Cystic Fibrosis Liver Disease (CFLD)

Reviewed by: HU Medical Review Board

Cystic fibrosis (CF) is most commonly thought of as a respiratory condition. But it affects more than just the lungs. It can cause functional problems for the reproductive and digestive systems and different organs including the liver, pancreas and gallbladder.1-3 Liver involvement is common, occurring in 30 to 50 percent of those with cystic fibrosis.4

CF is an inherited disease. It is characterized by problems in the body's salt and water balance in certain cells that cause a broad range of symptoms.3 Common ones include problems gaining weight, fatigue, nausea and other abdominal issues, gastrointestinal track bleeding, jaundice and pruritus (itching).2

Cystic fibrosis liver disease

There are many different kinds of liver disease that can develop in people with CF.1 The conditions can range from steatosis, an abnormal retention of fat (lipids) within a cell or organ and neonatal cholestasis, decreased bile formation and/or excretion in newborns, to cholelithiasis (gallstones) and cirrhosis (scarring).1 They are often referred to as cystic fibrosis-associated liver disease (CFLD).1

Liver problems are common issues that develop in CF. Many children with cystic fibrosis develop liver problems as they grow older.3 However, the reason liver problems develop – the pathophysiology - is not fully understood.1,2 Researchers think it may be related to errors in the CFTR protein which affects the movement of salt and water in and out of cells. When there is not enough fluid, the different secretions, like bile and mucus thicken.

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When CF involves the liver and bile ducts there are often no symptoms. This is sometimes called “clinically silent”.1 But liver disease is the third leading cause of death among people with CF.1,2 Unfortunately, there is no available test to identify liver disease. However, there are some predictive factors that have been identified. These include age at the time of CF diagnosis, being male, having a history of bowel obstruction (meconium ileus) or digestive problems due to functional defects in the pancreas.2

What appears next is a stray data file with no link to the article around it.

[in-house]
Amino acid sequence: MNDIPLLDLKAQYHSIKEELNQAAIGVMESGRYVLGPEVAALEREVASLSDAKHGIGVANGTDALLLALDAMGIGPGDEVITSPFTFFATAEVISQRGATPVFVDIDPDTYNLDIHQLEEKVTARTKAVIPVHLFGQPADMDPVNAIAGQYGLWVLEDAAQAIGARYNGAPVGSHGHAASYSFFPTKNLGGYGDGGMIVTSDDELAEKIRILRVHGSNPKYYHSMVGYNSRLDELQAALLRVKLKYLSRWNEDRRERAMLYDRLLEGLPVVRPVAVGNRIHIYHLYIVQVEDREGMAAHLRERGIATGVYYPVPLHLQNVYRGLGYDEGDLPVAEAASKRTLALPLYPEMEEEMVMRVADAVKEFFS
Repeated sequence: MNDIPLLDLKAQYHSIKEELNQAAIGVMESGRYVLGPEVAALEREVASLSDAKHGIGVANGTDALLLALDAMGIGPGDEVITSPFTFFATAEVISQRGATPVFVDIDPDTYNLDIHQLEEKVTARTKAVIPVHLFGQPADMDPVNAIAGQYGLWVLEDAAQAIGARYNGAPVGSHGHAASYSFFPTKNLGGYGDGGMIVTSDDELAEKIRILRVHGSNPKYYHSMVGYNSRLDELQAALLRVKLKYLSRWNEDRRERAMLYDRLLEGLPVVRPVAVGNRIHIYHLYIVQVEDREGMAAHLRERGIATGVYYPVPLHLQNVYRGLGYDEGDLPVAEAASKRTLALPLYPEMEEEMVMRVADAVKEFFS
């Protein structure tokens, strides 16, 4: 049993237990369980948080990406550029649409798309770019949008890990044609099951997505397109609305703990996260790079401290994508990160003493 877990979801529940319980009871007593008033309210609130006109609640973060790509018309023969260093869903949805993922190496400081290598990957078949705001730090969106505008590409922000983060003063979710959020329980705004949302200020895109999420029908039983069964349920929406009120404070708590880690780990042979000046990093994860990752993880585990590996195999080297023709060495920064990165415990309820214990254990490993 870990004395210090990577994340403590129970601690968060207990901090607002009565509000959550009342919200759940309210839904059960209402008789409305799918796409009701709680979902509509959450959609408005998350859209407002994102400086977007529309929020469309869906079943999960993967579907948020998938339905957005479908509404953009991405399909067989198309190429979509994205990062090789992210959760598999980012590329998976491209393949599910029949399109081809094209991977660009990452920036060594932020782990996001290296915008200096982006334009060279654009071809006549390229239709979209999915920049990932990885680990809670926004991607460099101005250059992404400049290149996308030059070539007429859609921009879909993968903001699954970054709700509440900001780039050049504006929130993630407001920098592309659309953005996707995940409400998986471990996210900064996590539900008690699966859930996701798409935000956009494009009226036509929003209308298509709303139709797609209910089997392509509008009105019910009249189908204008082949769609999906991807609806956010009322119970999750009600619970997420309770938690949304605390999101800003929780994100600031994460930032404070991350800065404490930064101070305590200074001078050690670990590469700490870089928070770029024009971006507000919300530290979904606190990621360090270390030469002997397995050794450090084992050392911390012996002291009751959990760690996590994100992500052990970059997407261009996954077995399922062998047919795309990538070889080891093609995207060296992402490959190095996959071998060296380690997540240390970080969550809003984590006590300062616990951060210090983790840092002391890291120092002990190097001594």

What happens to the liver?

Bile produced by the liver gets stickier than normal in people with CF and can block small bile ducts. This damages and scars liver tissue. As the liver tries to heal itself, scar tissue continues to form, and makes it hard for the liver to function properly.3,5

An early diagnosis of cystic fibrosis liver disease is important because once clinical symptoms are present there is generally extensive and irreversible liver damage already.5 Therefore, screening for the detection of liver involvement in cystic fibrosis is essential if treatment has any chance at being effective.1

CFLD diagnosis

Clinical guidelines from the Cystic Fibrosis Foundation suggest the following tools for the screening and diagnosis of CFLD.1,2 They include a combination of clinical lab and imaging tests.5

  • Regular clinical exam to check for physical symptoms in the liver and spleen
  • Biochemical evaluation to look at liver enzyme activity
  • Annual panel of liver blood tests
  • Radiographic imaging including ultrasound
  • Upper gastrointestinal endoscopy

CF-related cirrhosis

5-10 percent of people with CF will develop CF-related cirrhosis. It commonly develops in childhood, the median age at diagnosis is 10 years old.1 When the liver hardens from the scarring, and blood flow through the liver gets slower, pressure increases in the vein leading to the liver. This is called portal hypertension, and it can be identified by ultrasound.1,5 Other symptoms of CF cirrhosis include jaundice, blood clotting disorders, and abdominal swelling (ascites).2

No treatments are currently available to prevent CF cirrhosis or to slow its progression. Cirrhosis is considered a final and irreversible stage of liver disease and can lead to liver failure.2

Treatment for cystic fibrosis liver disease

Treating for CF liver disease will likely include a team of medical professionals including a pediatric or adult hepatologist (liver specialist), pulmonologist, a radiologist, dietician and possibly others depending on each patient’s needs.1

CFLD is often an early complication of cystic fibrosis. Therefore, doctors should check carefully for the presence of symptoms in the early years of the disease. A CF appropriate diet including fat-soluble vitamins can be helpful. Your healthcare team or nutritionist can help design a good food plan that considers any specific nutritional needs or dietary restrictions.1 Additionally, regular clinical management and medications along with nutritional changes can help to minimize other medical issues that can develop with CF liver disease.3